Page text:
CAIRO — The Egyptian archaeological mission working in the area northwest of the pyramid of King Merenre I in the Saqqara area, just outside Cairo, has recently discovered five tombs decorated with well-preserved paintings, dating back to the era of the Old Kingdom and the First Intermediate Period, along with other burial and archaeological finds inside the cemetery.
The Egyptian government said in a press statement that the mission’s excavation works also uncovered other burial and archaeological finds inside the cemetery.
On March 17, the Ministry of Antiquities and Tourism posted on its Facebook page a video clip of Egyptian Minister Khaled al-Anani, accompanied by Mustafa Waziri, secretary-general of the Supreme Council of Antiquities and head of the Egyptian mission operating in south Saqqara, inside the recently discovered cemetery to inspect its inscriptions and archaeological finds.
In a post on his Facebook page, Waziri explained that the first of the discovered tombs belonged to a person named Eri who was a senior statesman. It consisted of a well leading to a burial chamber whose walls are carved with pictures of several funeral scenes, including views of the offering tables, the facade of the palace and seven sacred oil pots. There is also a huge sarcophagus made of limestone, in addition to carved pieces belonging to the owner of the tomb, and the mission is now working on assembling them, he noted.
He continued, “The second tomb is believed to belong to the wife of a person named Yaret because of its proximity to his tomb. It consists of a rectangular well.”
As for the third tomb, Waziri said that this is of Pepi Nefhany who held several positions, including supervisor of the great house, priest and purifier of the house.
The fourth tomb consists of a rectangular well located about 6 meters (roughly 20 feet) below the surface of the ground for a woman named Petty, who was a priestess of the goddess Hathor, according to Waziri.
He said that the fifth tomb “is for a person called Henu, and it consists of a rectangular well located at a depth of about 7 meters [23 feet]. He had titles including the overseer and the supervisor of the royal house, mayor and hereditary prince and supervisor of the orchard.”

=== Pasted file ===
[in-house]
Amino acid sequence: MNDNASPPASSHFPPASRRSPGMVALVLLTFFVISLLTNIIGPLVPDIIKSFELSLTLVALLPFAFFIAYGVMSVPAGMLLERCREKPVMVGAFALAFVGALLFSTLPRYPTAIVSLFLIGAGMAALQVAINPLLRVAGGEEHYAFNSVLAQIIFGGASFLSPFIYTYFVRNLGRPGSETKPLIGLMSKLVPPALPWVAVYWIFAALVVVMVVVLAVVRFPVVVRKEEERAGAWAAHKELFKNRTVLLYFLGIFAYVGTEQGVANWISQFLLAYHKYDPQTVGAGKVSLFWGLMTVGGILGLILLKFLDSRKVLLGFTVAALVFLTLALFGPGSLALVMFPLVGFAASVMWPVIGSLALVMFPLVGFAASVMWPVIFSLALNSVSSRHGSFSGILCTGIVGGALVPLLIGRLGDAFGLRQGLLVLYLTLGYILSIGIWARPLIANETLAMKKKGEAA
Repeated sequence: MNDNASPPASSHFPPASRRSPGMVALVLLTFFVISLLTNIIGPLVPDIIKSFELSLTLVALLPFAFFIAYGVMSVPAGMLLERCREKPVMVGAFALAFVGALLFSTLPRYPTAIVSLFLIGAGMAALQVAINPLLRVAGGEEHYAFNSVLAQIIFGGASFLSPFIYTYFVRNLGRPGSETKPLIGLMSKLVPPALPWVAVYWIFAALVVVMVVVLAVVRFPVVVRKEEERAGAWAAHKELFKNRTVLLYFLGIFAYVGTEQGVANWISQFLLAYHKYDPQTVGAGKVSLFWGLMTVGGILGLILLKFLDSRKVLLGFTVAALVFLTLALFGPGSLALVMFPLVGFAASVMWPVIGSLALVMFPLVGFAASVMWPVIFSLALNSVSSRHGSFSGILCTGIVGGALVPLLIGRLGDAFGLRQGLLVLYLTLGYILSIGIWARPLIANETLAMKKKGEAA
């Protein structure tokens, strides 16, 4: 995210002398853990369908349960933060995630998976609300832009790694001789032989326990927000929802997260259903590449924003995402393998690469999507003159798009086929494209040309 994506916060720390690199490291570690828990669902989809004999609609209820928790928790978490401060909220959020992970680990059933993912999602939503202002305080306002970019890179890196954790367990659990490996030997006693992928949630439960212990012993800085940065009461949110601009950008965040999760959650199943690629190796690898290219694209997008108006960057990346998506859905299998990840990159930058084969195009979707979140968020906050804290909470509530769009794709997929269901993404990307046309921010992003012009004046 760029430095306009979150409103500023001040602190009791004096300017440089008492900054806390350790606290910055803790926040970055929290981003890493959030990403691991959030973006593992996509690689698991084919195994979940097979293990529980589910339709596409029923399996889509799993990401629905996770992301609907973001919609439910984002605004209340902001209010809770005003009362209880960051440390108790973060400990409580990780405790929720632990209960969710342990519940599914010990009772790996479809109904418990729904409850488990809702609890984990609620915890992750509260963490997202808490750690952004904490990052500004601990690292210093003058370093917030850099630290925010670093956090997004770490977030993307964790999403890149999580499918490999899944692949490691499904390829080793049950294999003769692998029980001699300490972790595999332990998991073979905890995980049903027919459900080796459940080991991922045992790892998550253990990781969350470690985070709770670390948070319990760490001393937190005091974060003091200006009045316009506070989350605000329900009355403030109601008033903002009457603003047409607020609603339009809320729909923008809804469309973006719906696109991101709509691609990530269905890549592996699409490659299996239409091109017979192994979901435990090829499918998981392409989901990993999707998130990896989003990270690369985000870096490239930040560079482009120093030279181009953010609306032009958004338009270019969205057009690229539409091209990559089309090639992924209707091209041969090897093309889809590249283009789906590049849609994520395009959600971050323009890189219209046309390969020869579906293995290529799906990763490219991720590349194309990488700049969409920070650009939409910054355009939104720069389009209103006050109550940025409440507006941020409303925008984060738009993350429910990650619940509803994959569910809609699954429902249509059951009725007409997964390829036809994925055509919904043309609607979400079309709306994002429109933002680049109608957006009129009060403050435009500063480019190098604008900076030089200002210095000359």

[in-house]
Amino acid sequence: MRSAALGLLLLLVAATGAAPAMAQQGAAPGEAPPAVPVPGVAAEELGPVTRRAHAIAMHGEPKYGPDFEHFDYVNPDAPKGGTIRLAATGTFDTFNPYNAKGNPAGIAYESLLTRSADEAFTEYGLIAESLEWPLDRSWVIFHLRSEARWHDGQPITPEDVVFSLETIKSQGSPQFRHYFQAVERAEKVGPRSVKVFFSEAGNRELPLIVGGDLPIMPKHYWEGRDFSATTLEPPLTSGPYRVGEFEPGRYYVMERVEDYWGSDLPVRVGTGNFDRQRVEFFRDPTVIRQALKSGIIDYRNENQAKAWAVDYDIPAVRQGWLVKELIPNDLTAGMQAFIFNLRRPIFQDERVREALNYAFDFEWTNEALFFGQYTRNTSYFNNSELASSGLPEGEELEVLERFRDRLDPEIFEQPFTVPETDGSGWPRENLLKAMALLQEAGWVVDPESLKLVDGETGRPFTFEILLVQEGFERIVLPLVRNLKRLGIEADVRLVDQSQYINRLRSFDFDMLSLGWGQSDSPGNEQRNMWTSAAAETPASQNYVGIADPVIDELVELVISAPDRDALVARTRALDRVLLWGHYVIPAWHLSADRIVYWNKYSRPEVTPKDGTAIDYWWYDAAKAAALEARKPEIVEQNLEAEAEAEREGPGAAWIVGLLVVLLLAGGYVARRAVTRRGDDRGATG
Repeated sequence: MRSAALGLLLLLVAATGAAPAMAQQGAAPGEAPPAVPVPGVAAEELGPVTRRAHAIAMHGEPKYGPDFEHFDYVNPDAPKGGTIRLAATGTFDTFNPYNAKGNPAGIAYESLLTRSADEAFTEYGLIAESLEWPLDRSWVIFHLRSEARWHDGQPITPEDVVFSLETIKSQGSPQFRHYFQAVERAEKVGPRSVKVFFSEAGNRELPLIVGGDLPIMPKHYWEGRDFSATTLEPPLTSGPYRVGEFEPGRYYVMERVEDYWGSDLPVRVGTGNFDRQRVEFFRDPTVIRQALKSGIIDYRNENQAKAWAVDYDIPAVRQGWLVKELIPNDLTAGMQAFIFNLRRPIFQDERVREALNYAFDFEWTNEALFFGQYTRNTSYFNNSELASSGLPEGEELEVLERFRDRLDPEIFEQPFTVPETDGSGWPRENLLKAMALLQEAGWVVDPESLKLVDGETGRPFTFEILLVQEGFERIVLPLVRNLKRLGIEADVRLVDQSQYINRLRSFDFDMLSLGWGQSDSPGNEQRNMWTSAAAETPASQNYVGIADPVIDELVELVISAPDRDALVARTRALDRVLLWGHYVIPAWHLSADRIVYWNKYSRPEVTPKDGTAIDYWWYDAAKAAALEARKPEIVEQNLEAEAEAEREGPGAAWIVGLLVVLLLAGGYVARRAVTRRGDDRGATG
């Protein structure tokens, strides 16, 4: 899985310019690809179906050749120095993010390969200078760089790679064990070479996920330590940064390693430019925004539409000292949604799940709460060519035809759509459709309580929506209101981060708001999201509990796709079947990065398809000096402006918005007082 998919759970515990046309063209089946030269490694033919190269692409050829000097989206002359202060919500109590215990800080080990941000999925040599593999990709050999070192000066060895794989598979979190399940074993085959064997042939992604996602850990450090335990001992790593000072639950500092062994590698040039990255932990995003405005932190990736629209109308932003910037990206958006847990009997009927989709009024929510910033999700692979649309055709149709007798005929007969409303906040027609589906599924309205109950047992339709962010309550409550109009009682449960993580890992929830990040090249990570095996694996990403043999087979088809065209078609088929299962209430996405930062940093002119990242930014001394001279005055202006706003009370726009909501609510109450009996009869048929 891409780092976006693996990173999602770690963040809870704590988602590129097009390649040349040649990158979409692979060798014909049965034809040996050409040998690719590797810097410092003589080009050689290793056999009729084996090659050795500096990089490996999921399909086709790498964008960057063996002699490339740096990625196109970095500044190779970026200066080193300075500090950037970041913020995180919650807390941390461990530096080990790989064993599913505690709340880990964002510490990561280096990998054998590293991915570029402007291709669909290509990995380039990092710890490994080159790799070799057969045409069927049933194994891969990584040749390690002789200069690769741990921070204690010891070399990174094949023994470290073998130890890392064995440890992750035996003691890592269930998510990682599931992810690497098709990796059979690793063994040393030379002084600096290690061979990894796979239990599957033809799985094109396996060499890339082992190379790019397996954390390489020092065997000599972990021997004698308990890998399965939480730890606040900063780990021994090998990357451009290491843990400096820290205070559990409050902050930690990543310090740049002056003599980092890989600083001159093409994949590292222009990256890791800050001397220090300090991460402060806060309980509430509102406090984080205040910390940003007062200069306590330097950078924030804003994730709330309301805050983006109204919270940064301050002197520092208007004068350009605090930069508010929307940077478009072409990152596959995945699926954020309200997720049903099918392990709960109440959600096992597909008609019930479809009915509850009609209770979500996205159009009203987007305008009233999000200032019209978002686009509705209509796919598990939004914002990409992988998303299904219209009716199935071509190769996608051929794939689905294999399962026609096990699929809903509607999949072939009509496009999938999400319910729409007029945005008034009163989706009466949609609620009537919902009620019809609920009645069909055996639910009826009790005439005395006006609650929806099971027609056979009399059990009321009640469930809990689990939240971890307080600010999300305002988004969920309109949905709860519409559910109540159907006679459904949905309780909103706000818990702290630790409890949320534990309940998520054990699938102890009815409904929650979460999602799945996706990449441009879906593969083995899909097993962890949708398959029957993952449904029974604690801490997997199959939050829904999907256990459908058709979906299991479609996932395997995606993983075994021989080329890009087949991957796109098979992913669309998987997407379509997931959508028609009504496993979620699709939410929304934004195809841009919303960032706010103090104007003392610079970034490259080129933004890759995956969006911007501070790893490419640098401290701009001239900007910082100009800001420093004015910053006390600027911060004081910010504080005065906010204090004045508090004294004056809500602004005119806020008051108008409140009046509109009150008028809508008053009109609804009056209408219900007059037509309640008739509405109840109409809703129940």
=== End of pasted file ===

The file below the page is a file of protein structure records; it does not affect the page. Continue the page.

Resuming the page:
On March 19, the five Pharaonic tombs were revealed to the Egyptian media in the presence of a group of Egyptian bloggers and influencers.
Waziri explained to Egyptian media that the condition of the tombs is very good, the colors of the inscriptions are clear and the archaeological finds, wooden statues and utensils are in great condition. He noted that the sand in which the cemetery was buried preserved the limestone of the cemetery and the inscriptions and artifacts inside.
Archaeologists who spoke to Al-Monitor praised the new archaeological discovery, noting that the tombs open the door to revealing more information about the Old Kingdom and the First Intermediate Period.
Hussein Abdel Baseer, archaeological expert and director of the Antiquities Museum at Bibliotheca Alexandrina, told Al-Monitor, “The new discoveries are precious and valuable because of the information they will reveal about these eras, especially in light of the lack of much information about them.”
He pointed out, “There is not much political, economic and social information about this period in ancient Egypt. The discovered tombs belong to noble men and reveal information about them, their work and their lives.”
Egyptian historian and archaeological researcher Bassam al-Shammaa told Al-Monitor, “The discovered tombs have some unique characteristics, and they open the door to research around them, especially as they date back to an era when Egypt was going through its worst periods of tension and social revolution that came after the long reign of King Pepi II, who ruled for nearly 94 years, from the age of six until the age of 100.”
He said, “The cemetery is important as it also includes wooden statues that were carved with high accuracy, despite the lack of use of wood in ancient Egypt, because it is not a country of forests. Wooden statues are a sign of the financial condition of the owners of the tombs, and of the high skill of artists, given the delicate wood carvings, despite its rarity in ancient Egypt.”
On how to take advantage of the new discoveries to attract tourists, especially in light of the Russian war on Ukraine and its impact on tourism in Egypt, Shammaa stressed the “need to take advantage of these discoveries, especially in the summer period to [attract more tourists] from Europe such as Sweden and Finland, as well as from Latin American countries.”
He called on the Egyptian Ministry of Tourism and Antiquities to “work to reattract tourists from African countries, including from South Africa, to visit Egypt, in addition to seeking to attract more Arab tourists to learn about Pharaonic history, such as Emirati tourists, given the United Arab Emirates’ and its people's recent interest in antiquities and the opening of the Louvre Abu Dhabi.”
It is noteworthy that the Egyptian archaeological mission had announced during the past years a number of important archaeological discoveries in the Saqqara antiquities area, including the major discovery in November 2020 of more than 100 coffins containing well-preserved mummies of senior statesmen and priests from the 26th Dynasty.
The mission also discovered two tombs dating back to the era of the Fifth Dynasty, which belong to a priest named Wahtye and the supervisor of the royal palace Khoei. Other discoveries include a cemetery for cats.